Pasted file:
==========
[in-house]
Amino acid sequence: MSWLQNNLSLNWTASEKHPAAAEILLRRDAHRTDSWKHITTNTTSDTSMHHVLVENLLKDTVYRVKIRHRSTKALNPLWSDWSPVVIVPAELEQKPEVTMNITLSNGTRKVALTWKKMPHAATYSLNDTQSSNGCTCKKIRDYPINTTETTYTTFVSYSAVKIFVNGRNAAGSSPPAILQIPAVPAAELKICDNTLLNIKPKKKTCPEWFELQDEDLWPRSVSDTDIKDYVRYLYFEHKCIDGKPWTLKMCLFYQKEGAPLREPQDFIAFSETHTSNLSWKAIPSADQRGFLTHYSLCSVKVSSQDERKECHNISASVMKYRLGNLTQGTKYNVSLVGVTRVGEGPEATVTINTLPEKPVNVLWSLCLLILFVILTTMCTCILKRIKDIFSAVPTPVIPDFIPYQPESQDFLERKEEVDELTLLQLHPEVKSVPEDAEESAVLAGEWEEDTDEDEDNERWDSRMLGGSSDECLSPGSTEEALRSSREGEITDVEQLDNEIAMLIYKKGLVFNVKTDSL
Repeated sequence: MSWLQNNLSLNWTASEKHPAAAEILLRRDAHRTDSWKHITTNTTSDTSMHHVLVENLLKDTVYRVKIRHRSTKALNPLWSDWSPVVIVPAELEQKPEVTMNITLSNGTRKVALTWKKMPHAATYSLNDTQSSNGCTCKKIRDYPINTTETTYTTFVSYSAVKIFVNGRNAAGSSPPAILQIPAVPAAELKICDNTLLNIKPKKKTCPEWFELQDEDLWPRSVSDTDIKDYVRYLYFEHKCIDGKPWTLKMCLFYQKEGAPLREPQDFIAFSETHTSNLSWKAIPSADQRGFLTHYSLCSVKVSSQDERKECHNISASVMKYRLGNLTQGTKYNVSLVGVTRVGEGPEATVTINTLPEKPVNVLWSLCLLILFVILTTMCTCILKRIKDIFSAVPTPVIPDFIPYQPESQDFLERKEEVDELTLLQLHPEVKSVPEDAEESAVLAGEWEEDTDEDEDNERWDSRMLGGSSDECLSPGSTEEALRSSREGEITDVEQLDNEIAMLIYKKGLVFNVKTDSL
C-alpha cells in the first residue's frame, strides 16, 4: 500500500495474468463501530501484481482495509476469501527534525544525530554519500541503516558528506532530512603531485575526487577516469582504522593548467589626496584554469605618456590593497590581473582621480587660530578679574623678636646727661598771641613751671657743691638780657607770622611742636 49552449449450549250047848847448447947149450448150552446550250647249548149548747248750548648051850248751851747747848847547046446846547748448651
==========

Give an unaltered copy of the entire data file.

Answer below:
[in-house]
Amino acid sequence: MSWLQNNLSLNWTASEKHPAAAEILLRRDAHRTDSWKHITTNTTSDTSMHHVLVENLLKDTVYRVKIRHRSTKALNPLWSDWSPVVIVPAELEQKPEVTMNITLSNGTRKVALTWKKMPHAATYSLNDTQSSNGCTCKKIRDYPINTTETTYTTFVSYSAVKIFVNGRNAAGSSPPAILQIPAVPAAELKICDNTLLNIKPKKKTCPEWFELQDEDLWPRSVSDTDIKDYVRYLYFEHKCIDGKPWTLKMCLFYQKEGAPLREPQDFIAFSETHTSNLSWKAIPSADQRGFLTHYSLCSVKVSSQDERKECHNISASVMKYRLGNLTQGTKYNVSLVGVTRVGEGPEATVTINTLPEKPVNVLWSLCLLILFVILTTMCTCILKRIKDIFSAVPTPVIPDFIPYQPESQDFLERKEEVDELTLLQLHPEVKSVPEDAEESAVLAGEWEEDTDEDEDNERWDSRMLGGSSDECLSPGSTEEALRSSREGEITDVEQLDNEIAMLIYKKGLVFNVKTDSL
Repeated sequence: MSWLQNNLSLNWTASEKHPAAAEILLRRDAHRTDSWKHITTNTTSDTSMHHVLVENLLKDTVYRVKIRHRSTKALNPLWSDWSPVVIVPAELEQKPEVTMNITLSNGTRKVALTWKKMPHAATYSLNDTQSSNGCTCKKIRDYPINTTETTYTTFVSYSAVKIFVNGRNAAGSSPPAILQIPAVPAAELKICDNTLLNIKPKKKTCPEWFELQDEDLWPRSVSDTDIKDYVRYLYFEHKCIDGKPWTLKMCLFYQKEGAPLREPQDFIAFSETHTSNLSWKAIPSADQRGFLTHYSLCSVKVSSQDERKECHNISASVMKYRLGNLTQGTKYNVSLVGVTRVGEGPEATVTINTLPEKPVNVLWSLCLLILFVILTTMCTCILKRIKDIFSAVPTPVIPDFIPYQPESQDFLERKEEVDELTLLQLHPEVKSVPEDAEESAVLAGEWEEDTDEDEDNERWDSRMLGGSSDECLSPGSTEEALRSSREGEITDVEQLDNEIAMLIYKKGLVFNVKTDSL
C-alpha cells in the first residue's frame, strides 16, 4: 500500500495474468463501530501484481482495509476469501527534525544525530554519500541503516558528506532530512603531485575526487577516469582504522593548467589626496584554469605618456590593497590581473582621480587660530578679574623678636646727661598771641613751671657743691638780657607770622611742636 49552449449450549250047848847448447947149450448150552446550250647249548149548747248750548648051850248751851747747848847547046446846547748448651